Can you eliminate your rent costs in a business bankruptcy?
Business bankruptcies can help a company restructure if there is potential for it to continue operating. In situations where future operations seem impossible, bankruptcy can also be a way for the company to discharge its debts as it begins the process of dissolution.
Whether you hope to continue the company or need to shut it down, it’s likely that the rent you paid for your commercial facilities is among your most expensive ongoing business obligations. You may pay hundreds or thousands of dollars per month for space, as well as common area maintenance fees for parking lots, bathrooms and security shared with other businesses.
When your revenue drops, meeting those costs every month can prove an impossible hurdle for your company. Is it possible to eliminate commercial lease obligations in a business bankruptcy?
The business filing can choose how to handle the lease
Under federal bankruptcy law, companies have to make decisions about executory contracts that have future obligations for the business. Rental contracts fall into this category. Typically, commercial tenants filing for bankruptcy will either need to assume or reject the lease.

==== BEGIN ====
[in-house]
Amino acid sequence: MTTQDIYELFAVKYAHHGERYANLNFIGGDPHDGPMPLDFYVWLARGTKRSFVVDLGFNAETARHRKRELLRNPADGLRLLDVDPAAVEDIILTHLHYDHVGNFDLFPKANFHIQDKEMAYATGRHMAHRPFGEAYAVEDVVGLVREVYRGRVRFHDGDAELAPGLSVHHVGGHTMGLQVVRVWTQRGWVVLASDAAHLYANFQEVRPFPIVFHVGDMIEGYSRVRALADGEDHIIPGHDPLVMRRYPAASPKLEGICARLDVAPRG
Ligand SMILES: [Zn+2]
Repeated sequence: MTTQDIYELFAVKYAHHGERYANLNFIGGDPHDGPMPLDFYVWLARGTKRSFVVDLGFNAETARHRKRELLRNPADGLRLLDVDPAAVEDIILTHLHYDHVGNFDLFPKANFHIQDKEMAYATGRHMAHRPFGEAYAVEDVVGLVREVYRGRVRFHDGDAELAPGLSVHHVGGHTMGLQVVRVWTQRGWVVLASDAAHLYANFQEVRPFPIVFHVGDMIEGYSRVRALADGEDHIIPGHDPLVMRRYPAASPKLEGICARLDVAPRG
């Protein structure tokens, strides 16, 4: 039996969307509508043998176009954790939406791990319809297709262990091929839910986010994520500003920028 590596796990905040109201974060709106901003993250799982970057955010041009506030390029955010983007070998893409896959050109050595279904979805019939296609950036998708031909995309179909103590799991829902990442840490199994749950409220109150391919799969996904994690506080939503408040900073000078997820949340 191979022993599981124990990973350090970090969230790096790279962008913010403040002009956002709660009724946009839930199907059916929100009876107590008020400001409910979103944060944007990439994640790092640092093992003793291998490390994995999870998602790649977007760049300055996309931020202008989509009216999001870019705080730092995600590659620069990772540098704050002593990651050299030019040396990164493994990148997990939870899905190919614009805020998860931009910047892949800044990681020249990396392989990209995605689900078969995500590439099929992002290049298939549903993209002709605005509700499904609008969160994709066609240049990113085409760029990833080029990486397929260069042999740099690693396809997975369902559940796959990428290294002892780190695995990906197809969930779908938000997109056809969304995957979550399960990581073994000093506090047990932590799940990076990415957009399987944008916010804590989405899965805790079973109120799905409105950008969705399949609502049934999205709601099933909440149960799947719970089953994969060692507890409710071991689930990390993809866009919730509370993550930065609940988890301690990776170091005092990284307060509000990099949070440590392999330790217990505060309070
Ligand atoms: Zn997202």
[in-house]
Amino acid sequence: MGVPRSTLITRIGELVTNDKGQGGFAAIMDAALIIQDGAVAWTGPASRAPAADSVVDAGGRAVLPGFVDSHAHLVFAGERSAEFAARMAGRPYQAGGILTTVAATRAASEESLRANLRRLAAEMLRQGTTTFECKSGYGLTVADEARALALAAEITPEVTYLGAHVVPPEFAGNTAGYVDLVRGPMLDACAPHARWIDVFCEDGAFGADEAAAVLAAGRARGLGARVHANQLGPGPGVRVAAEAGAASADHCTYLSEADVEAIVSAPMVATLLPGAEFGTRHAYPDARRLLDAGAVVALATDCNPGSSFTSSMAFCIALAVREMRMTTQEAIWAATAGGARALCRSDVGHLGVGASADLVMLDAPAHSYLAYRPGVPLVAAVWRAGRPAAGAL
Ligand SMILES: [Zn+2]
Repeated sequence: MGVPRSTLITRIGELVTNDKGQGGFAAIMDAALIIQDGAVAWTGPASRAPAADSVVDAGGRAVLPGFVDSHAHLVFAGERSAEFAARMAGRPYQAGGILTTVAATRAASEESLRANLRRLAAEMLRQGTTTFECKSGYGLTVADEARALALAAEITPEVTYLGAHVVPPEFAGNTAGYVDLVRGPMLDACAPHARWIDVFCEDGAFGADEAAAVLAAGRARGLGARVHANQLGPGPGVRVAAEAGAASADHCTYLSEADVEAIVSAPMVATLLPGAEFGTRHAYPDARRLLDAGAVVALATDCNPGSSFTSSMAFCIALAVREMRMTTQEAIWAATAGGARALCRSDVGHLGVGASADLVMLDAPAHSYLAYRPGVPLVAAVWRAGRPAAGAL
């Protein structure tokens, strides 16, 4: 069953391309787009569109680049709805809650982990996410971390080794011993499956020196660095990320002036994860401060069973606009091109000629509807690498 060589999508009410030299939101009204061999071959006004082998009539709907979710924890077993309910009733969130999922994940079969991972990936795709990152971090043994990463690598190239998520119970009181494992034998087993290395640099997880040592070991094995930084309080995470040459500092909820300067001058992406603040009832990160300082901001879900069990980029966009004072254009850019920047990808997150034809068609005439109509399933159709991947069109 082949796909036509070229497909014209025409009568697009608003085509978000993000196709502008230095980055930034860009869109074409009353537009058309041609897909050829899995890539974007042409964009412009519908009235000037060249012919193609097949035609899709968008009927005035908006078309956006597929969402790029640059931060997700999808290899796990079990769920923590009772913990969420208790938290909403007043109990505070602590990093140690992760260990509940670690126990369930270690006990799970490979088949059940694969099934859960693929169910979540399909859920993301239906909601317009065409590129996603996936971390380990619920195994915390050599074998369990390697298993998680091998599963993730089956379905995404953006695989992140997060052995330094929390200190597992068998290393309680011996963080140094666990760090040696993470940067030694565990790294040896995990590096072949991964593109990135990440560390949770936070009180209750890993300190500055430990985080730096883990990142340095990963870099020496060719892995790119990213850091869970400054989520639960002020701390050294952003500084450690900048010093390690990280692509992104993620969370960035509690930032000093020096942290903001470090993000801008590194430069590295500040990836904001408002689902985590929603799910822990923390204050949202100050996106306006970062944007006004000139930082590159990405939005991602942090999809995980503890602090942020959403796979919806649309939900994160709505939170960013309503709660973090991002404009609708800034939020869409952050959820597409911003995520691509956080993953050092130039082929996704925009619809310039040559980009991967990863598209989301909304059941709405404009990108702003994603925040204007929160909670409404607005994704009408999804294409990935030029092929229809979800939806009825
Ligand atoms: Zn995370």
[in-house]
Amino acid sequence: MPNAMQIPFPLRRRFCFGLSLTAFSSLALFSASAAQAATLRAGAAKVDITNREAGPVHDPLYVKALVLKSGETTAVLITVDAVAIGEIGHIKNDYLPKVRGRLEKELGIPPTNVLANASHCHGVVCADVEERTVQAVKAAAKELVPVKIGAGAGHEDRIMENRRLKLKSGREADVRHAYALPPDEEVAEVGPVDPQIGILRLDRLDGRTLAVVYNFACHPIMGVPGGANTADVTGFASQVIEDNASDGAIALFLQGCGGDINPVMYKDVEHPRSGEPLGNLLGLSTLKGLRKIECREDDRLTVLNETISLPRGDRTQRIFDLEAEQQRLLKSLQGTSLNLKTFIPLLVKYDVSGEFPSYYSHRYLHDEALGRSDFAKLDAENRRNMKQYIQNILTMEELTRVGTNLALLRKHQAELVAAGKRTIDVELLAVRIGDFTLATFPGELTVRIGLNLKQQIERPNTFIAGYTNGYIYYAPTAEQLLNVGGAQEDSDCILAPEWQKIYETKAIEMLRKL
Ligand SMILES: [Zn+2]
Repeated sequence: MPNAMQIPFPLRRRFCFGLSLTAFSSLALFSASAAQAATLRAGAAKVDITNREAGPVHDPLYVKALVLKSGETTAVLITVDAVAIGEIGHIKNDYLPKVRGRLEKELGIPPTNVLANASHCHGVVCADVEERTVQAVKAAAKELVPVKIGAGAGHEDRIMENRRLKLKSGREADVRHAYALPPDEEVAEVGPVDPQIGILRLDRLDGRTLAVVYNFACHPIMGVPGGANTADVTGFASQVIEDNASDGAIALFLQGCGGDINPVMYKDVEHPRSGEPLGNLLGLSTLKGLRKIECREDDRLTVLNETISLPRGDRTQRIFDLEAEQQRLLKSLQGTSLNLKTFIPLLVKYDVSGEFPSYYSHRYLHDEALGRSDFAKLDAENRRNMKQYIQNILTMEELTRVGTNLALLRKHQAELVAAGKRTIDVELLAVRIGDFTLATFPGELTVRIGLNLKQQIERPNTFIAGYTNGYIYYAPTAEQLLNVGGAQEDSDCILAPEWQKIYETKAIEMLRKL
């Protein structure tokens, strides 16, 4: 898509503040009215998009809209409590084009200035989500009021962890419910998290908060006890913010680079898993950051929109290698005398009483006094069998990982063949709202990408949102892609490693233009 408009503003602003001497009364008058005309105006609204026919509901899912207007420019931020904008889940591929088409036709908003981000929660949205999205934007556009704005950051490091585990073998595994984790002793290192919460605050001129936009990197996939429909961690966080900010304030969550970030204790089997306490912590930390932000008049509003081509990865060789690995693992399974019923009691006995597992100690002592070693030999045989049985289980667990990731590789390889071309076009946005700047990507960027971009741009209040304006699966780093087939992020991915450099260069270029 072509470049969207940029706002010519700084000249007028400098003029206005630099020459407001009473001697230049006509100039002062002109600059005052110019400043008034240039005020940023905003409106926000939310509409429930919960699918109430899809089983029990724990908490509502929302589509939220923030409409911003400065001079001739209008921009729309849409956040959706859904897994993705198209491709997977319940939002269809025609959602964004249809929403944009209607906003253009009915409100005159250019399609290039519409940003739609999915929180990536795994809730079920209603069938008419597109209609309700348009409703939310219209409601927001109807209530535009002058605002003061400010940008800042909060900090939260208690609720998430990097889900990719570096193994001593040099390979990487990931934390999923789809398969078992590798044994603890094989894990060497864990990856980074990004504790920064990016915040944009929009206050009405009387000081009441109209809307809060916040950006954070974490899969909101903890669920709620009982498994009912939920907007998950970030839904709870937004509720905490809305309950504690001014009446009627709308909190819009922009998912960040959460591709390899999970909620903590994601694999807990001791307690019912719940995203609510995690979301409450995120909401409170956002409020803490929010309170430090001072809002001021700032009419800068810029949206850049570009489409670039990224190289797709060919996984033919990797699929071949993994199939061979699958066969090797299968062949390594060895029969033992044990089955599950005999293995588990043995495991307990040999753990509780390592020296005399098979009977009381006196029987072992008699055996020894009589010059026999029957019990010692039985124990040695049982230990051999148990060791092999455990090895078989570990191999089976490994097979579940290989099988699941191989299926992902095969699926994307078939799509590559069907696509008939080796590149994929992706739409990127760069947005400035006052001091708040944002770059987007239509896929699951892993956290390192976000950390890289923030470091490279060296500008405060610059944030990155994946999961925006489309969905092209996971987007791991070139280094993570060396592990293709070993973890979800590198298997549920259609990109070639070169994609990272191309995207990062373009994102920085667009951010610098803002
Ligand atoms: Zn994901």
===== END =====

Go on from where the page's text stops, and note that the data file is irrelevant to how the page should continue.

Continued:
If they assume the lease, they can negotiate terms with the landlord to repay past due rent or make other arrangements that minimize the impact on the landlord. Sometimes, landlords can be flexible with tenants trying to regain financial control; other times, they are less helpful. If the landlord won’t work with you, rejecting the lease might be the better option.
If the business rejects the lease, the obligations under the lease will end. However, the landlord still may be able to bring a claim against the tenant for a portion of the past due rent and future rent owed under the contract. A review of the lease will give you a better idea about how much a landlord could claim if you choose to reject your lease during bankruptcy proceedings. The kind of bankruptcy that you file will also impact what claims the landlord can bring against you.
Navigating bankruptcy when your company either needs to cease operations or restructure to keep doing business often requires support. The better you understand the process, the easier it will be to maximize the benefits you derive from your filing.